Music Lessons: Nawal Alwareeth

Performers have learned to keep the music alive even without the energy of the crowd.
Nawal Alwareeth
Photo by Maria Ratinova

As manager and drummer for the uber-busy local band Island of Black and White, Nawal Alwareeth is a planner and scheduler of the first order. So when COVID destroyed all the finely tuned plans she had put in place for the band for 2020, it was a hard-won lesson in letting go.

We were booked for the entire summer and all the way through October, including a tour and a lot of travel,” says Alwareeth, “At first I thought, This just sucks.’”

But just like the El Dorado County-based band’s sunny-sounding grooves (a fusion of rock, funk, blues, folk and reggae), Alwareeth ultimately took an upbeat stance. “I realized it was really a forced vacationI told my band members to enjoy this time and relax, because I would never give them this much time off,” she says, half-jokingly.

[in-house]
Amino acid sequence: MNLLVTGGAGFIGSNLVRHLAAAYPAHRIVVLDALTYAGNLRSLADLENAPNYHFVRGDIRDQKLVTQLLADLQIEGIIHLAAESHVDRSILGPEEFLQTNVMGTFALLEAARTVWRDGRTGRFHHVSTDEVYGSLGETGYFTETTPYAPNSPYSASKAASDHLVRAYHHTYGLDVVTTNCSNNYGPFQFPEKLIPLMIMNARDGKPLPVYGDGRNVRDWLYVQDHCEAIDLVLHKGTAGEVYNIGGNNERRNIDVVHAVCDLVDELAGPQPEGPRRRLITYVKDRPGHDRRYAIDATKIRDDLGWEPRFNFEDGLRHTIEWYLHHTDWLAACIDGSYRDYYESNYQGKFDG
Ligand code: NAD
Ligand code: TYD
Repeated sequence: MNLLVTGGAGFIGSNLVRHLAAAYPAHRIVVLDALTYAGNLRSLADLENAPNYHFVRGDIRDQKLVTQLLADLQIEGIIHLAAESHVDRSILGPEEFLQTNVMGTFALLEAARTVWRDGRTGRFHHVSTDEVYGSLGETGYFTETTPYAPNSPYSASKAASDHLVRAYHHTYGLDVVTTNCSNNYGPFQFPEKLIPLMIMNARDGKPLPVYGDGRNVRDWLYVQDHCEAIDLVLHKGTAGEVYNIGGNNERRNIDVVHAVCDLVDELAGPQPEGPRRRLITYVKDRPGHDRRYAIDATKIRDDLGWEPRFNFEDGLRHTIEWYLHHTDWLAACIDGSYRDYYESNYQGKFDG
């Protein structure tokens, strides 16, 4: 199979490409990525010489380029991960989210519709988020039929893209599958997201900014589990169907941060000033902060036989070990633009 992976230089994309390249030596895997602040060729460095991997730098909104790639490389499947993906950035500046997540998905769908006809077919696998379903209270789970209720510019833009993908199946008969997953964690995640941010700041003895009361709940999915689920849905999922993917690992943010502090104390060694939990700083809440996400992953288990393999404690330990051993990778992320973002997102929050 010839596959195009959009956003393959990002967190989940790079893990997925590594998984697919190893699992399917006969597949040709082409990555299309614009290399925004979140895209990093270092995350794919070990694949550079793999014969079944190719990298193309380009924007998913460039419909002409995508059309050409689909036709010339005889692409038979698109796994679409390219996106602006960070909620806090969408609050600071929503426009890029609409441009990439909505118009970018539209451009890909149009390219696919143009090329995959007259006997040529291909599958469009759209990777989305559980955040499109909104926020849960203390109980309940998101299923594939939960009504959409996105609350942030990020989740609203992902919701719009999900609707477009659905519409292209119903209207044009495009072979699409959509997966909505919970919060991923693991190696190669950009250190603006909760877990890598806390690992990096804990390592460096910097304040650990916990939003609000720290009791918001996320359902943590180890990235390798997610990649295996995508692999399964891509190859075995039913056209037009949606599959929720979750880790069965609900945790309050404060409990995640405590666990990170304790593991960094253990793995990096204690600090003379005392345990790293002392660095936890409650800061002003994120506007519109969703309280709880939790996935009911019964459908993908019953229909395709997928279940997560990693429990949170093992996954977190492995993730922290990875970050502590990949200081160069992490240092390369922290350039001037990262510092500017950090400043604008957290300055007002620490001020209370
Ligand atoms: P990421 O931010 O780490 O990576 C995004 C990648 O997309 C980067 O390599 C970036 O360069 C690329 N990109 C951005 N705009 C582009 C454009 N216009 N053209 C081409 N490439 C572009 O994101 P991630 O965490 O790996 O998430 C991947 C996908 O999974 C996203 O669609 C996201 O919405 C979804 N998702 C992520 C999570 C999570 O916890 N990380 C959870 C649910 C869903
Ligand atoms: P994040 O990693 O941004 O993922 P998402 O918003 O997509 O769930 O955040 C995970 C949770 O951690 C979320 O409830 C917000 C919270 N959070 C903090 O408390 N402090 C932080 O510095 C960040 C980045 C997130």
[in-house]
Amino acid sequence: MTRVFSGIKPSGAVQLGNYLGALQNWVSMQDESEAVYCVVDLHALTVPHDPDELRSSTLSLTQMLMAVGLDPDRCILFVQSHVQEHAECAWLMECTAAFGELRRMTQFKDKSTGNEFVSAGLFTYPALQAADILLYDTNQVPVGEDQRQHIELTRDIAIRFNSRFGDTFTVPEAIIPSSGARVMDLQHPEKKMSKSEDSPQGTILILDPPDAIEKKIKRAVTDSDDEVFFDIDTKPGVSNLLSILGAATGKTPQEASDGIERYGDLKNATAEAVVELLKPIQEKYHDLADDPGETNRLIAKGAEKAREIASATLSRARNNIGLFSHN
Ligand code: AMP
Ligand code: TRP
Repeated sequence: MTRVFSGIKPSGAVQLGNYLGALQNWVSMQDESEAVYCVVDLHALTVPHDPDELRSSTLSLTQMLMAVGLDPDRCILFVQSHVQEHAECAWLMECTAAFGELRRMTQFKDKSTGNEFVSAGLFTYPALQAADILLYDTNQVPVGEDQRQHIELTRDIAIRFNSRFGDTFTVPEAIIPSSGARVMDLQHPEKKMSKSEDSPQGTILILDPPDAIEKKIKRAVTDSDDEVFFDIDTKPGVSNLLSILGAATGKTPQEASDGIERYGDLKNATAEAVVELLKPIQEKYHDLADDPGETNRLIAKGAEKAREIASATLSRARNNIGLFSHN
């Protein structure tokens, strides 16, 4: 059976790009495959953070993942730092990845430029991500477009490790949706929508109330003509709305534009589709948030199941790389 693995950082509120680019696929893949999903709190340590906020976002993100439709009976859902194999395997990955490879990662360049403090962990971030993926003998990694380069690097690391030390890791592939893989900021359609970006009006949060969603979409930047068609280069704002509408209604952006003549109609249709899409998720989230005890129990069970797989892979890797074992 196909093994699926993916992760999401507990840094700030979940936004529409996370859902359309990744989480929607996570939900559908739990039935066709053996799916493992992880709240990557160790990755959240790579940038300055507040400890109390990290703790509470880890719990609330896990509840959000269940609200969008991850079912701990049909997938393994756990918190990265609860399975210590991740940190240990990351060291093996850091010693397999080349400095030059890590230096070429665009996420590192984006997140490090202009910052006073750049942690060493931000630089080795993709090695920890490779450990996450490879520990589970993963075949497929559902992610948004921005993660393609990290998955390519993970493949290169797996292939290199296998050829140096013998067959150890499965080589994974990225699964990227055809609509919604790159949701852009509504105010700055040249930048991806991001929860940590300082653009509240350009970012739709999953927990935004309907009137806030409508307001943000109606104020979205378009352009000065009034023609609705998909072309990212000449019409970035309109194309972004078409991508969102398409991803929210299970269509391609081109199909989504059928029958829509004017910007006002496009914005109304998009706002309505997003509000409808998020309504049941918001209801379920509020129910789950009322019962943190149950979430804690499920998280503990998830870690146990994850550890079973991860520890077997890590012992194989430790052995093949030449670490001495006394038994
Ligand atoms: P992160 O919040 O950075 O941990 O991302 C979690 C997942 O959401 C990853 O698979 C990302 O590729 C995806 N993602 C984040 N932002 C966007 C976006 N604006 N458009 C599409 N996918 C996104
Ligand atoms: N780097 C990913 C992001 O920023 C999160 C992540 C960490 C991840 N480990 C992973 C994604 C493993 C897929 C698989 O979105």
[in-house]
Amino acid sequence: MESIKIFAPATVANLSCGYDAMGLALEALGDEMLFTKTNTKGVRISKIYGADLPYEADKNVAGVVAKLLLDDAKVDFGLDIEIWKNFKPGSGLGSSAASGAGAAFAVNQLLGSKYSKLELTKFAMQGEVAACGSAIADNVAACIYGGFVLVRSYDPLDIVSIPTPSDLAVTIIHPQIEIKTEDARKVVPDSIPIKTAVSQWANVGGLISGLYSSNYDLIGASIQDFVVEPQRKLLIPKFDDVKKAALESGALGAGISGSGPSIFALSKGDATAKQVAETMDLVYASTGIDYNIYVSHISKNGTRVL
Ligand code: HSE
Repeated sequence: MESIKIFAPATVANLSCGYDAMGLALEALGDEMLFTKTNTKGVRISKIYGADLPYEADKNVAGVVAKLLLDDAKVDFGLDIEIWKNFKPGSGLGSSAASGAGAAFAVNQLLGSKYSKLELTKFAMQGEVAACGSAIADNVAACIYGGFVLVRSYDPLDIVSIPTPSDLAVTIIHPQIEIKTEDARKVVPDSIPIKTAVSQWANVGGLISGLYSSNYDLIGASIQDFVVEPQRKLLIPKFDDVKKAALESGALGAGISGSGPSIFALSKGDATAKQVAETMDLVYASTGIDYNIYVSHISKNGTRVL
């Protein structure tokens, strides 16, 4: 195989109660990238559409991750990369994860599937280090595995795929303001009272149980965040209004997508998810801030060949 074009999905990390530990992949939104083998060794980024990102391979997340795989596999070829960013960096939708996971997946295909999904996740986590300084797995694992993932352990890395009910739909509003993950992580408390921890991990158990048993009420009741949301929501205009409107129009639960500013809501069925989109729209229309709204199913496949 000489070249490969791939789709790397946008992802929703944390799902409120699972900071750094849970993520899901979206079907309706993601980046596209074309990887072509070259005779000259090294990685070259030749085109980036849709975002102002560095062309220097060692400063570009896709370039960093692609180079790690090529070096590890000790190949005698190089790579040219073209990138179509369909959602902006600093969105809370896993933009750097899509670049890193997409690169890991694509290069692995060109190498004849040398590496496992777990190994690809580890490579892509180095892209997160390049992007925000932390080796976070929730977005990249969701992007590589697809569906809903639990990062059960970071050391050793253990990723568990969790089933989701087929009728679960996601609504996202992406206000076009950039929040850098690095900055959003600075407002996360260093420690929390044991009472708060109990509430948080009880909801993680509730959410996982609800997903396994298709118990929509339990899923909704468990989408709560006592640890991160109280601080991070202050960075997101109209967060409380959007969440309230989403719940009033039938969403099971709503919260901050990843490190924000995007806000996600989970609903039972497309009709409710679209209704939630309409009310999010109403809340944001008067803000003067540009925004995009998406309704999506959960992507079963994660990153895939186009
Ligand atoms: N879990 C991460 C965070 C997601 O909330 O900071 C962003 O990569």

“Time off” hasn’t meant standing still. In addition to creating a video for NPR’s Tiny Desk Contest, the band has been regularly livestreaming.

But livestream isn’t live. To fill that void, Alwareeth and husband Chris Haislet, the band’s leader and front man, began offering “doorstep” shows. “We put out word that if anyone had a birthday or anything they were celebrating, we’d come to their home and perform a few songs at a safe distance,” explains Alwareeth. “Seeing the joy it brings to people is unlike anything else.”

Her key lesson from the pandemic? “Make the absolute best of every single moment, because that’s all we have.”

You can find it “all,” says Alwareeth, at